COUNTRIES & CULTURES / Downtown / LATIN AMERICAN/LATINO / LOS ANGELES / Mexican / USC Annenberg School Projects

[USC] Photo Essay: The Virgin of Guadalupe at Olvera St.

Visit for a photo essay that celebrates images of The Virgin of Guadalupe in all their diversity. 

Virgin of Guadalupe

Diverse images of The Virgin of Guadalupe at Olvera St. in downtown L.A. Visit Flickr for more photos. | Daina Beth Solomon

In 1531, the Virgin Mary appeared to the poor, indigenous peasant Juan Diego on Mexico’s Tepeyac Hill. She spoke his language, cured his uncle, and made roses bloom… At least, according to legend. The fantastic vision became known as “La Virgen de Guadalupe” — and has endured for centuries.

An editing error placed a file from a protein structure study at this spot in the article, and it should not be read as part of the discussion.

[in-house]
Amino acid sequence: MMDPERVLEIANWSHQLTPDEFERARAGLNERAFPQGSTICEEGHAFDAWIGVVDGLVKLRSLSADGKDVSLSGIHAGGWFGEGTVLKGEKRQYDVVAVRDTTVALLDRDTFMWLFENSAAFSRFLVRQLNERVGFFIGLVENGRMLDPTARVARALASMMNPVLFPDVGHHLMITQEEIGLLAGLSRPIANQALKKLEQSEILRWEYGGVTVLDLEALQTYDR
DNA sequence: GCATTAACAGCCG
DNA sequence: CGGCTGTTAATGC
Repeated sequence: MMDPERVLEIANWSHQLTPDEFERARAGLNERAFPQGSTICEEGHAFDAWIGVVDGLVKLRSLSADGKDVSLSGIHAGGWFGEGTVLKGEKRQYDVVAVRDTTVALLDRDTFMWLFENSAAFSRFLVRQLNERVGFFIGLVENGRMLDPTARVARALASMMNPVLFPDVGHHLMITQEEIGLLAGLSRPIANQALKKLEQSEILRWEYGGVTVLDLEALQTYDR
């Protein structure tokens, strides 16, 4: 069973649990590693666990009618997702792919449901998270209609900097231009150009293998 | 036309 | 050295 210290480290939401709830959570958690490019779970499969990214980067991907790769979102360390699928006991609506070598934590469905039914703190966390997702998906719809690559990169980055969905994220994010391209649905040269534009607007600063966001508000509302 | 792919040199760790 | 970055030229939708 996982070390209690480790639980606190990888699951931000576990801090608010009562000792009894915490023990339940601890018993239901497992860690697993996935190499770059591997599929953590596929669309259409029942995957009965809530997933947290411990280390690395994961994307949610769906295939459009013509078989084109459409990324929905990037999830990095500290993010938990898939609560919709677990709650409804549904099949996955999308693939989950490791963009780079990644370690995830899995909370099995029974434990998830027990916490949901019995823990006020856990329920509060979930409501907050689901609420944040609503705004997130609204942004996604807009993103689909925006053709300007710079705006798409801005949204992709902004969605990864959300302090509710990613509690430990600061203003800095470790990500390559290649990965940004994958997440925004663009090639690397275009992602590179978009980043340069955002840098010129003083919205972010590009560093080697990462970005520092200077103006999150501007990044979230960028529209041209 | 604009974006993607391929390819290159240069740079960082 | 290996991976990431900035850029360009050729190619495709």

Guadalupe is more than a “Marian apparition” to many Mexicans. Devotees call her “The Virgin of Tepeyac,” “Queen of the Americas,” “Virgencita,” and simply, “Madre.” She is a guardian and a protector, a healer and a heroine, a sister and a mother.

Here in Los Angeles, Guadalupe lives in altars set inside parking lots, apartments and alleyways. She displays her star-patterned cloak on tattoos, murals, paintings, and stickers. Her soft smile adorns T-shirts, jewelry, purses, and key chains.

Far from cheapening her, these images keep Guadalupe’s spirit alive. They weave her presence into daily life.


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